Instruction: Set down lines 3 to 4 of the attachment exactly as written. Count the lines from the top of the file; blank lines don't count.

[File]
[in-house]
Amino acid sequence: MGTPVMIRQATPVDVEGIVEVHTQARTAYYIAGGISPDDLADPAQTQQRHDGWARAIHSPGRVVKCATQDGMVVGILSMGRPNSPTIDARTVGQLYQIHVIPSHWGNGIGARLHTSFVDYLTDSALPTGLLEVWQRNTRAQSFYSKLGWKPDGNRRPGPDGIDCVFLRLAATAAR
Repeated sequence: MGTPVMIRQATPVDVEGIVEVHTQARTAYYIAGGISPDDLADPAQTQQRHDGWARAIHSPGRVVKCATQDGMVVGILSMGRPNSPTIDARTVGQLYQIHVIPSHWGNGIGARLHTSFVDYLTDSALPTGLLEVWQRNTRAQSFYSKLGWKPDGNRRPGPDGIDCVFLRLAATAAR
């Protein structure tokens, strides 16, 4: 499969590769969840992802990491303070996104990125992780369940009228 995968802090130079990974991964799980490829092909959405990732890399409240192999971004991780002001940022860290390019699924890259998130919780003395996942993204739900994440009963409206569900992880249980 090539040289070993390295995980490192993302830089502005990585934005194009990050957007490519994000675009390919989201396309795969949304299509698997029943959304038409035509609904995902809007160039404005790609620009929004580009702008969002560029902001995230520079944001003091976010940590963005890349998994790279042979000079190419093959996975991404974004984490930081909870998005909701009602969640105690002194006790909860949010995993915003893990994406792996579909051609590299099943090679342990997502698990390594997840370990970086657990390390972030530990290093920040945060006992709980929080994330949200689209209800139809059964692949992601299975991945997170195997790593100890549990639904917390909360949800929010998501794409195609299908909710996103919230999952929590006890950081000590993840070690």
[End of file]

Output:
Repeated sequence: MGTPVMIRQATPVDVEGIVEVHTQARTAYYIAGGISPDDLADPAQTQQRHDGWARAIHSPGRVVKCATQDGMVVGILSMGRPNSPTIDARTVGQLYQIHVIPSHWGNGIGARLHTSFVDYLTDSALPTGLLEVWQRNTRAQSFYSKLGWKPDGNRRPGPDGIDCVFLRLAATAAR
């Protein structure tokens, strides 16, 4: 499969590769969840992802990491303070996104990125992780369940009228 995968802090130079990974991964799980490829092909959405990732890399409240192999971004991780002001940022860290390019699924890259998130919780003395996942993204739900994440009963409206569900992880249980 090539040289070993390295995980490192993302830089502005990585934005194009990050957007490519994000675009390919989201396309795969949304299509698997029943959304038409035509609904995902809007160039404005790609620009929004580009702008969002560029902001995230520079944001003091976010940590963005890349998994790279042979000079190419093959996975991404974004984490930081909870998005909701009602969640105690002194006790909860949010995993915003893990994406792996579909051609590299099943090679342990997502698990390594997840370990970086657990390390972030530990290093920040945060006992709980929080994330949200689209209800139809059964692949992601299975991945997170195997790593100890549990639904917390909360949800929010998501794409195609299908909710996103919230999952929590006890950081000590993840070690």